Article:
The Most Unusual Wedding Traditions from All Across the World

Let’s be real — weddings aren’t merely ceremonies. They are cultural celebrations that reflect our beliefs, values, and most importantly — traditions. So, it comes as no surprise that weddings are celebrated differently in every corner of the world. While some wedding customs are widely known, there are others that are incredibly specific to a certain region. And if you’re not a citizen of that particular area, you’ve probably never heard of them. That’s why we have decided to do a deep dive and share with you some of the most unusual wedding traditions from all across the world.

South Korea


Let’s start with one that’s on the verge of being problematic, at least in Western countries. In South Korea, there’s a tradition of beating the groom’s feet to test his endurance and his commitment to his future wife. Sounds brutal, right? By fighting through the pain of the beating, the groom demonstrates his ability to withstand challenges in marriage. But don’t worry, to be frank honest, his tradition isn’t as violent as it may sound at first. It’s more of a lighthearted way for the groom’s friends to tease. But also prepare him for the responsibilities of married life.


The Scottish don’t mess with tradition. And a prime example of that is their tradition of “blackening the bride“. This is a playful yet messy pre-wedding ritual that is believed to ward off evil spirits and bring good luck to the couple. By covering the bride and groom in substances like soot, feathers, and flour, the community comes together to protect the couple from negative influences and ensure a prosperous union filled with happiness and blessings. However, one question remains — who is supposed to clean the mess afterwards?


If you’re a believer in astrology, then you’ll absolutely enjoy the practice of Kumbh Vivah during Indian weddings. The purpose of this? Overcome potential astrological challenges in a relationship. When an individual is born under an unfavorable astrological combination (I can already tell that all Geminis would have to do this), they may undergo a mock marriage ceremony with a banana tree or a silver idol before marrying their intended partner. This symbolic ritual is believed to avert any potential harm or misfortune from affecting the actual marriage.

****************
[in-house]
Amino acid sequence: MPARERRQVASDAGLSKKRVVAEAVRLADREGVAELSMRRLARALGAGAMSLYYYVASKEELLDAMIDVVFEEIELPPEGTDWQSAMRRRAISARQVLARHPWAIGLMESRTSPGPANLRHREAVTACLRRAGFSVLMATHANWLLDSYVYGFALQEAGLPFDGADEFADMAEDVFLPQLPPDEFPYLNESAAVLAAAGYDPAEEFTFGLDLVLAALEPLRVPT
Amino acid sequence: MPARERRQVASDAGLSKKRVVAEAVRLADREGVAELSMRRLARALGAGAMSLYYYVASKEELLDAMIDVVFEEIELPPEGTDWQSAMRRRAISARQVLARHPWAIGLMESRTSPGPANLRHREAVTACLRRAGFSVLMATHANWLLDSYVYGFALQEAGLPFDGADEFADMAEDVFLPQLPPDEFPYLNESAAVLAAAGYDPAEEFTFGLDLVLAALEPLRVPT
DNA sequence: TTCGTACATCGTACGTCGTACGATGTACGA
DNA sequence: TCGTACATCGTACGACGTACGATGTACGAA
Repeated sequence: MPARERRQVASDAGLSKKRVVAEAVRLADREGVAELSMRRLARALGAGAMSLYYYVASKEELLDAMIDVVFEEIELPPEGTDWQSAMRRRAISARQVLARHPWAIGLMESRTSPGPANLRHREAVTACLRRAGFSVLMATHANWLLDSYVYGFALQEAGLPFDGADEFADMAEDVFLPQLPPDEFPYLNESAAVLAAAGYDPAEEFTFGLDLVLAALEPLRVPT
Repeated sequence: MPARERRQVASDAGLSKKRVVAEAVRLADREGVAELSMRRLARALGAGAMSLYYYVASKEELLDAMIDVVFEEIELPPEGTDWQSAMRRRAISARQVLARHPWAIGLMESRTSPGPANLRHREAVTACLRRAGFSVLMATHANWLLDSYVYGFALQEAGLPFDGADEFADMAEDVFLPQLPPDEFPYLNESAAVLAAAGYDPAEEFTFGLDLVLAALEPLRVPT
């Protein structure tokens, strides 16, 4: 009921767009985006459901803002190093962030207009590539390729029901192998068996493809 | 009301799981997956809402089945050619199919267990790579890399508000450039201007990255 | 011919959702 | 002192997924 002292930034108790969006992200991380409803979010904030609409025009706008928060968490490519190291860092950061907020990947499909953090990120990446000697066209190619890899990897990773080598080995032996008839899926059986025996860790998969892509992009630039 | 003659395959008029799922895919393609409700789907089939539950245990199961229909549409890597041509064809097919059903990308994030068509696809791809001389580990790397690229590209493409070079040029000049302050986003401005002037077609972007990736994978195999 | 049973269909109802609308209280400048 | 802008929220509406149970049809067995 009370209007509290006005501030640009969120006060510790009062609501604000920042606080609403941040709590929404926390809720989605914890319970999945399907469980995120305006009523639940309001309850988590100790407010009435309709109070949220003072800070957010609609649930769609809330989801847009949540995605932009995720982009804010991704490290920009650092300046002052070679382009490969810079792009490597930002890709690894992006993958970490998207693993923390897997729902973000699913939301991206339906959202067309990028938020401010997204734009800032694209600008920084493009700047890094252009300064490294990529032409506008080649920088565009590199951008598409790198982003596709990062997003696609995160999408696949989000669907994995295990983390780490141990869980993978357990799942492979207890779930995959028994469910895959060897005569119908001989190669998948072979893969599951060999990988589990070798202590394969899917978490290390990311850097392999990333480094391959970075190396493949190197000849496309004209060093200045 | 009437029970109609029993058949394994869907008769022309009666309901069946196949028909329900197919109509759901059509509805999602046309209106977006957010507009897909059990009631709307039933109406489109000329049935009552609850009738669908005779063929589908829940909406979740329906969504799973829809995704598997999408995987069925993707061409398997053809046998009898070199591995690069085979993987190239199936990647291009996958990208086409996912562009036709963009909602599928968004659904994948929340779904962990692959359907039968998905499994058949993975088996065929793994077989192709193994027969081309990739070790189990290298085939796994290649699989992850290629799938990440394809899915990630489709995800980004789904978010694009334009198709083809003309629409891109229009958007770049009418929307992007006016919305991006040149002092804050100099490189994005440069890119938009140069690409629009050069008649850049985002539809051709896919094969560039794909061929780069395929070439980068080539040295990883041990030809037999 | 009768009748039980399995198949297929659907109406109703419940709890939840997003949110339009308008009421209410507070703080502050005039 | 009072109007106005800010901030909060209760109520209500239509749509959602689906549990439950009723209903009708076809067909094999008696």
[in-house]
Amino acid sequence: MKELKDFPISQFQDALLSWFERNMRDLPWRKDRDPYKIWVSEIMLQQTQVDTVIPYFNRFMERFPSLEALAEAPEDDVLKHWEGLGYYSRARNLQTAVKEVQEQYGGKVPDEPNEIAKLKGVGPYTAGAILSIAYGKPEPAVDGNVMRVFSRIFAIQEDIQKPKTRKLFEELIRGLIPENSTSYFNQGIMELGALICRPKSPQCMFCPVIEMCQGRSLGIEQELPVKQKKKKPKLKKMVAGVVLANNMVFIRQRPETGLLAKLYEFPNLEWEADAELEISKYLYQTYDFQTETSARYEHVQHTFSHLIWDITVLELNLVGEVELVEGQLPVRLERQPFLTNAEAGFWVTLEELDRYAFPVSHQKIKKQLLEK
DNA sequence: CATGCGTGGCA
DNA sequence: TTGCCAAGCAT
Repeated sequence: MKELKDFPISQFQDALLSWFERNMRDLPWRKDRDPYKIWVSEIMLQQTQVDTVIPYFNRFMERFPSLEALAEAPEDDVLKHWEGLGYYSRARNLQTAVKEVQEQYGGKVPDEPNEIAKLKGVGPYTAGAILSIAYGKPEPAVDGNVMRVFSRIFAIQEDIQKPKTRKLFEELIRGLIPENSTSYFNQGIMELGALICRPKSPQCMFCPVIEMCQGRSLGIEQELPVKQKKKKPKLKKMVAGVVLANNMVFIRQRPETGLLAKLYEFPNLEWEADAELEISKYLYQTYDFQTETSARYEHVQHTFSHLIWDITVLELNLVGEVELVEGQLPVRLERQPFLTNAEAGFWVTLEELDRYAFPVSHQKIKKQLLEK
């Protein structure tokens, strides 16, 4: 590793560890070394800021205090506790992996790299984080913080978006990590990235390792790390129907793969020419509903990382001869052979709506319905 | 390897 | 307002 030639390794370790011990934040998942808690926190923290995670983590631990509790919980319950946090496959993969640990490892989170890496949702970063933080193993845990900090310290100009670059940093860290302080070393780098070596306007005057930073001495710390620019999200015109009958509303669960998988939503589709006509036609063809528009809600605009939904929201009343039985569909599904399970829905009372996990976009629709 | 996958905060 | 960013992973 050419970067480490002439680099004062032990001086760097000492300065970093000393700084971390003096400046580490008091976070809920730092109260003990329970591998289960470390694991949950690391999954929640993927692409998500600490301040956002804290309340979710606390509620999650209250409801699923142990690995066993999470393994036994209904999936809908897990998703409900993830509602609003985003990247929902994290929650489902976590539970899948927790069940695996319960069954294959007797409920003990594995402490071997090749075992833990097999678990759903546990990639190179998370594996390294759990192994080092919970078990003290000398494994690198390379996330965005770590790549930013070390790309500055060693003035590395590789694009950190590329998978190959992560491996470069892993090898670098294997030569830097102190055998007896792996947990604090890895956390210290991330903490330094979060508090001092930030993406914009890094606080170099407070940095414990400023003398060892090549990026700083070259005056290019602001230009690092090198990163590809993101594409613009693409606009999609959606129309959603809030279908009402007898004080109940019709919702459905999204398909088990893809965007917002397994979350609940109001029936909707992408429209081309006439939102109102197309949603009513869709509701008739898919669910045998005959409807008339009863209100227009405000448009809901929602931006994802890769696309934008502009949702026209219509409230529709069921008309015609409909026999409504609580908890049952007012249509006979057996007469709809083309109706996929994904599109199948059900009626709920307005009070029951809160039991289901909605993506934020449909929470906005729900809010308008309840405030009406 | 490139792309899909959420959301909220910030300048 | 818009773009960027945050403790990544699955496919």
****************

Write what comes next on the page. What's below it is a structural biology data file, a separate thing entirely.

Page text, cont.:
One of my favorite ones comes from Germany, where couples have to saw a log after the wedding ceremony. This symbolizes the couple’s ability to work together and overcome obstacles in their marriage. By sawing through a log in front of their guests, the newlyweds demonstrate their teamwork, communication, and mutual support, setting the foundation for a strong and enduring partnership. Also, you never know when this would come in handy.


In Fiji, the presentation of a whale’s tooth, known as “tabua,” is a customary gesture of respect and goodwill from the groom to the bride’s family. This tradition holds deep cultural significance, symbolizing the groom’s commitment to honor, protect, and care for his bride. The exchange of the whale tooth signifies the beginning of a new familial bond and mutual respect between the two families.

Kanita is a wanderlust-fueled traveler with an inclination for unraveling the mysteries of history, the paranormal, and the bizarre world of medicine. As a true crime buff, Kanita's nights are often spent delving into the depths of chilling mysteries. Yet, it's not just the paranormal that captivates her—her background in medicine fuels a fascination with the weird and wonderful world of medical oddities, from twisted historical practices to the myths and legends that shroud the field. From exploring haunted locales to uncovering the strange and morbid tales of medical history, Kanita is your guide to the unconventional, the unexplained, and the downright eerie.

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